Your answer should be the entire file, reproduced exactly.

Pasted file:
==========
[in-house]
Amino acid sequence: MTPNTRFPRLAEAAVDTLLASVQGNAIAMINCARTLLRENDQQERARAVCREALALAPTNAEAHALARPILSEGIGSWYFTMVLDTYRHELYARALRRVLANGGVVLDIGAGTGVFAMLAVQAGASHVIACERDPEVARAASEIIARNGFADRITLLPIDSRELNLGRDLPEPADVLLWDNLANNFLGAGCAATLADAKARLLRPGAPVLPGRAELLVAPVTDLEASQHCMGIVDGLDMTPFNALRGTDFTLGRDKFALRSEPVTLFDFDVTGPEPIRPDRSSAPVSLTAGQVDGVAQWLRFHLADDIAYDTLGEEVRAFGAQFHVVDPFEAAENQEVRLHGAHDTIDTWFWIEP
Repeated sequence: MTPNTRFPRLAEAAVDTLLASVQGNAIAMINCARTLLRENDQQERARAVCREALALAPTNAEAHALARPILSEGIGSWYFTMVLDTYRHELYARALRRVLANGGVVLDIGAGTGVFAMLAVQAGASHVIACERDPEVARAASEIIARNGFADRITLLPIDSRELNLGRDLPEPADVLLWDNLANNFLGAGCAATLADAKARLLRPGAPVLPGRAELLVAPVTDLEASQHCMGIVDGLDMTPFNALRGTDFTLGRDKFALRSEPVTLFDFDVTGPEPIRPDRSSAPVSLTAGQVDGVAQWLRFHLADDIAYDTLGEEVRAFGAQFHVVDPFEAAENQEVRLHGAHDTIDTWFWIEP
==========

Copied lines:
[in-house]
Amino acid sequence: MTPNTRFPRLAEAAVDTLLASVQGNAIAMINCARTLLRENDQQERARAVCREALALAPTNAEAHALARPILSEGIGSWYFTMVLDTYRHELYARALRRVLANGGVVLDIGAGTGVFAMLAVQAGASHVIACERDPEVARAASEIIARNGFADRITLLPIDSRELNLGRDLPEPADVLLWDNLANNFLGAGCAATLADAKARLLRPGAPVLPGRAELLVAPVTDLEASQHCMGIVDGLDMTPFNALRGTDFTLGRDKFALRSEPVTLFDFDVTGPEPIRPDRSSAPVSLTAGQVDGVAQWLRFHLADDIAYDTLGEEVRAFGAQFHVVDPFEAAENQEVRLHGAHDTIDTWFWIEP
Repeated sequence: MTPNTRFPRLAEAAVDTLLASVQGNAIAMINCARTLLRENDQQERARAVCREALALAPTNAEAHALARPILSEGIGSWYFTMVLDTYRHELYARALRRVLANGGVVLDIGAGTGVFAMLAVQAGASHVIACERDPEVARAASEIIARNGFADRITLLPIDSRELNLGRDLPEPADVLLWDNLANNFLGAGCAATLADAKARLLRPGAPVLPGRAELLVAPVTDLEASQHCMGIVDGLDMTPFNALRGTDFTLGRDKFALRSEPVTLFDFDVTGPEPIRPDRSSAPVSLTAGQVDGVAQWLRFHLADDIAYDTLGEEVRAFGAQFHVVDPFEAAENQEVRLHGAHDTIDTWFWIEP